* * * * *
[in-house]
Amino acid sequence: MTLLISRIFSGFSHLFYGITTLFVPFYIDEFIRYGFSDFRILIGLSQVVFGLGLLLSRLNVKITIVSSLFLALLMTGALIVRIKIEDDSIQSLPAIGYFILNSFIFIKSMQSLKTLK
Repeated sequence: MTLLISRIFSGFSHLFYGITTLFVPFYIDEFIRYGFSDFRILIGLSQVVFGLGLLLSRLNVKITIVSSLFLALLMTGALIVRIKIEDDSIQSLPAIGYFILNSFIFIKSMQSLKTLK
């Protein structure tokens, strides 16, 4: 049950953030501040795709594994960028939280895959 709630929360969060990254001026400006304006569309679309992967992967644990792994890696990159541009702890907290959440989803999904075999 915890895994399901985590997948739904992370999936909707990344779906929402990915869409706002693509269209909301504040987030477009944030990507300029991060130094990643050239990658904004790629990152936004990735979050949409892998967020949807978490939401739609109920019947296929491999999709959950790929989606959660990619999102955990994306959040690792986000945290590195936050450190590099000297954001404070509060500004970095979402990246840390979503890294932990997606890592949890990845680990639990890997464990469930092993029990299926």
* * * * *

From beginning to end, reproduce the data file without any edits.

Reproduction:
[in-house]
Amino acid sequence: MTLLISRIFSGFSHLFYGITTLFVPFYIDEFIRYGFSDFRILIGLSQVVFGLGLLLSRLNVKITIVSSLFLALLMTGALIVRIKIEDDSIQSLPAIGYFILNSFIFIKSMQSLKTLK
Repeated sequence: MTLLISRIFSGFSHLFYGITTLFVPFYIDEFIRYGFSDFRILIGLSQVVFGLGLLLSRLNVKITIVSSLFLALLMTGALIVRIKIEDDSIQSLPAIGYFILNSFIFIKSMQSLKTLK
């Protein structure tokens, strides 16, 4: 049950953030501040795709594994960028939280895959 709630929360969060990254001026400006304006569309679309992967992967644990792994890696990159541009702890907290959440989803999904075999 915890895994399901985590997948739904992370999936909707990344779906929402990915869409706002693509269209909301504040987030477009944030990507300029991060130094990643050239990658904004790629990152936004990735979050949409892998967020949807978490939401739609109920019947296929491999999709959950790929989606959660990619999102955990994306959040690792986000945290590195936050450190590099000297954001404070509060500004970095979402990246840390979503890294932990997606890592949890990845680990639990890997464990469930092993029990299926």